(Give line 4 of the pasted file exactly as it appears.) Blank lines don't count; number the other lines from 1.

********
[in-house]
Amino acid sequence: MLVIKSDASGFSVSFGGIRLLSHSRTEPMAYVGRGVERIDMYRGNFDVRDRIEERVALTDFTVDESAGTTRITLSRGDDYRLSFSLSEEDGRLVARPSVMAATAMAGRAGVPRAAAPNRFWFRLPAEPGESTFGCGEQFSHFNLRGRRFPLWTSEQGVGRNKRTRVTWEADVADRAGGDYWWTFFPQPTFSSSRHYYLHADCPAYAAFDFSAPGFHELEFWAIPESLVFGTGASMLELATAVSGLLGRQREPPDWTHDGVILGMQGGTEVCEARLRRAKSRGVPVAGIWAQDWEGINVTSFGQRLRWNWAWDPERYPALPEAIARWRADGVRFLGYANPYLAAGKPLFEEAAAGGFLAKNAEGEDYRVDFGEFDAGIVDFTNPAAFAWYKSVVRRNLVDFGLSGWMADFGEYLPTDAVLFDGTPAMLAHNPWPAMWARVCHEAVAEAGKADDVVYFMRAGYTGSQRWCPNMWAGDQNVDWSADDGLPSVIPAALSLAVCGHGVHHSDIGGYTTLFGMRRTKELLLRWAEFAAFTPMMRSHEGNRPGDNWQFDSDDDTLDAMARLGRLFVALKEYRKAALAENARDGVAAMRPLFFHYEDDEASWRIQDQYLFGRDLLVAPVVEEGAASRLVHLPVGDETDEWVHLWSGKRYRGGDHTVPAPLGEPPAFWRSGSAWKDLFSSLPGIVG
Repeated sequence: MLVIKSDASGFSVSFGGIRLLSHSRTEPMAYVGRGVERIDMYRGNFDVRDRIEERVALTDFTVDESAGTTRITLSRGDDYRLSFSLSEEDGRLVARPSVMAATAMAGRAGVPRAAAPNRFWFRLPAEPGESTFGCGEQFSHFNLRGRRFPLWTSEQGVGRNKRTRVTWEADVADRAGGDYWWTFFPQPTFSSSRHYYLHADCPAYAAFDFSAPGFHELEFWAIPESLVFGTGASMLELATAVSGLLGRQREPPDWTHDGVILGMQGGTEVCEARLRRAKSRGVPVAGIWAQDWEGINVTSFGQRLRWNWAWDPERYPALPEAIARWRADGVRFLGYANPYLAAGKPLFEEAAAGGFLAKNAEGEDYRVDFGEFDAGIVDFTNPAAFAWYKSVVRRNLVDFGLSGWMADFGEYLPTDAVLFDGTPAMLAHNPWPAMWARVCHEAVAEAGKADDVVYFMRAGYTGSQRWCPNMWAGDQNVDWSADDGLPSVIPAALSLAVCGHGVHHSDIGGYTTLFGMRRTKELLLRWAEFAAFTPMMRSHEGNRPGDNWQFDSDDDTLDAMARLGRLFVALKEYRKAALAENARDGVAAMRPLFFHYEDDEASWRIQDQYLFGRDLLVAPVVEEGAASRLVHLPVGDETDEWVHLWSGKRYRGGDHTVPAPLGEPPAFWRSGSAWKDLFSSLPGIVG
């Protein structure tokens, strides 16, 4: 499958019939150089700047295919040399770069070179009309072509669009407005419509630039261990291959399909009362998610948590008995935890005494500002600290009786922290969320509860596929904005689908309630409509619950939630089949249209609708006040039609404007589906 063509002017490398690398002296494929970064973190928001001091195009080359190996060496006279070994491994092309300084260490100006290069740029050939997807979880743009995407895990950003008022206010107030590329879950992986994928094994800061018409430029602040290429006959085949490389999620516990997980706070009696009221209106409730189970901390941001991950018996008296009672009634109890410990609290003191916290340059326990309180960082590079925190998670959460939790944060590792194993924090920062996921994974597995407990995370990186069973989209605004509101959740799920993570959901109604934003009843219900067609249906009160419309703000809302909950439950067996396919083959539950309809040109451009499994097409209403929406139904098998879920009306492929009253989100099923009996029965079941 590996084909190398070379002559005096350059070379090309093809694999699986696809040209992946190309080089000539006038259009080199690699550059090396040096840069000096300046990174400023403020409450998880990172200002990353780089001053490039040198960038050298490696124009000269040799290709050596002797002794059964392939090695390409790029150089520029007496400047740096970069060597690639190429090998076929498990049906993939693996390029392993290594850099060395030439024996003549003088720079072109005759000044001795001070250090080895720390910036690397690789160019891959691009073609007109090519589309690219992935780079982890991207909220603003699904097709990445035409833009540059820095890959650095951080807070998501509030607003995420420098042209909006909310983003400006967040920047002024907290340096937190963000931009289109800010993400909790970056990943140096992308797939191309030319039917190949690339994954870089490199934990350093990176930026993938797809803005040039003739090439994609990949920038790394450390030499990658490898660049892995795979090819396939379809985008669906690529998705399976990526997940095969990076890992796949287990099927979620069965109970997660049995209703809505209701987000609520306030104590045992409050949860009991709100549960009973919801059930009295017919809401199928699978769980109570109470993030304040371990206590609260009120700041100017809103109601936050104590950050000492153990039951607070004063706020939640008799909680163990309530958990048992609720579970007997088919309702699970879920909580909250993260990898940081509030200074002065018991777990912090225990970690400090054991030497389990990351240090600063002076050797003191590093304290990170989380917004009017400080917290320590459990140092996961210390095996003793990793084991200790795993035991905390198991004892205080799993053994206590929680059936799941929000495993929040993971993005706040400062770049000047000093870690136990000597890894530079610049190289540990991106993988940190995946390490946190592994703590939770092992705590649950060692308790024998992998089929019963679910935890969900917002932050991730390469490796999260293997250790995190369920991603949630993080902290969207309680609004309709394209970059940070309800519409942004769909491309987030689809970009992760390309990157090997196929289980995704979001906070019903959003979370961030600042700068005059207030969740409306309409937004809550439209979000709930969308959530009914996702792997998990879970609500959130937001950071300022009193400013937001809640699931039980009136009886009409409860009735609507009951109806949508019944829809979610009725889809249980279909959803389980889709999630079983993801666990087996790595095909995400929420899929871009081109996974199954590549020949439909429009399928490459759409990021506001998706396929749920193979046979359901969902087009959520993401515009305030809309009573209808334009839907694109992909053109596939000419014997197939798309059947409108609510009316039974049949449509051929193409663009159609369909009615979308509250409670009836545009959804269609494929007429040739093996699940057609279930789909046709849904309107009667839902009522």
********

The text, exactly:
């Protein structure tokens, strides 16, 4: 499958019939150089700047295919040399770069070179009309072509669009407005419509630039261990291959399909009362998610948590008995935890005494500002600290009786922290969320509860596929904005689908309630409509619950939630089949249209609708006040039609404007589906 063509002017490398690398002296494929970064973190928001001091195009080359190996060496006279070994491994092309300084260490100006290069740029050939997807979880743009995407895990950003008022206010107030590329879950992986994928094994800061018409430029602040290429006959085949490389999620516990997980706070009696009221209106409730189970901390941001991950018996008296009672009634109890410990609290003191916290340059326990309180960082590079925190998670959460939790944060590792194993924090920062996921994974597995407990995370990186069973989209605004509101959740799920993570959901109604934003009843219900067609249906009160419309703000809302909950439950067996396919083959539950309809040109451009499994097409209403929406139904098998879920009306492929009253989100099923009996029965079941 590996084909190398070379002559005096350059070379090309093809694999699986696809040209992946190309080089000539006038259009080199690699550059090396040096840069000096300046990174400023403020409450998880990172200002990353780089001053490039040198960038050298490696124009000269040799290709050596002797002794059964392939090695390409790029150089520029007496400047740096970069060597690639190429090998076929498990049906993939693996390029392993290594850099060395030439024996003549003088720079072109005759000044001795001070250090080895720390910036690397690789160019891959691009073609007109090519589309690219992935780079982890991207909220603003699904097709990445035409833009540059820095890959650095951080807070998501509030607003995420420098042209909006909310983003400006967040920047002024907290340096937190963000931009289109800010993400909790970056990943140096992308797939191309030319039917190949690339994954870089490199934990350093990176930026993938797809803005040039003739090439994609990949920038790394450390030499990658490898660049892995795979090819396939379809985008669906690529998705399976990526997940095969990076890992796949287990099927979620069965109970997660049995209703809505209701987000609520306030104590045992409050949860009991709100549960009973919801059930009295017919809401199928699978769980109570109470993030304040371990206590609260009120700041100017809103109601936050104590950050000492153990039951607070004063706020939640008799909680163990309530958990048992609720579970007997088919309702699970879920909580909250993260990898940081509030200074002065018991777990912090225990970690400090054991030497389990990351240090600063002076050797003191590093304290990170989380917004009017400080917290320590459990140092996961210390095996003793990793084991200790795993035991905390198991004892205080799993053994206590929680059936799941929000495993929040993971993005706040400062770049000047000093870690136990000597890894530079610049190289540990991106993988940190995946390490946190592994703590939770092992705590649950060692308790024998992998089929019963679910935890969900917002932050991730390469490796999260293997250790995190369920991603949630993080902290969207309680609004309709394209970059940070309800519409942004769909491309987030689809970009992760390309990157090997196929289980995704979001906070019903959003979370961030600042700068005059207030969740409306309409937004809550439209979000709930969308959530009914996702792997998990879970609500959130937001950071300022009193400013937001809640699931039980009136009886009409409860009735609507009951109806949508019944829809979610009725889809249980279909959803389980889709999630079983993801666990087996790595095909995400929420899929871009081109996974199954590549020949439909429009399928490459759409990021506001998706396929749920193979046979359901969902087009959520993401515009305030809309009573209808334009839907694109992909053109596939000419014997197939798309059947409108609510009316039974049949449509051929193409663009159609369909009615979308509250409670009836545009959804269609494929007429040739093996699940057609279930789909046709849904309107009667839902009522």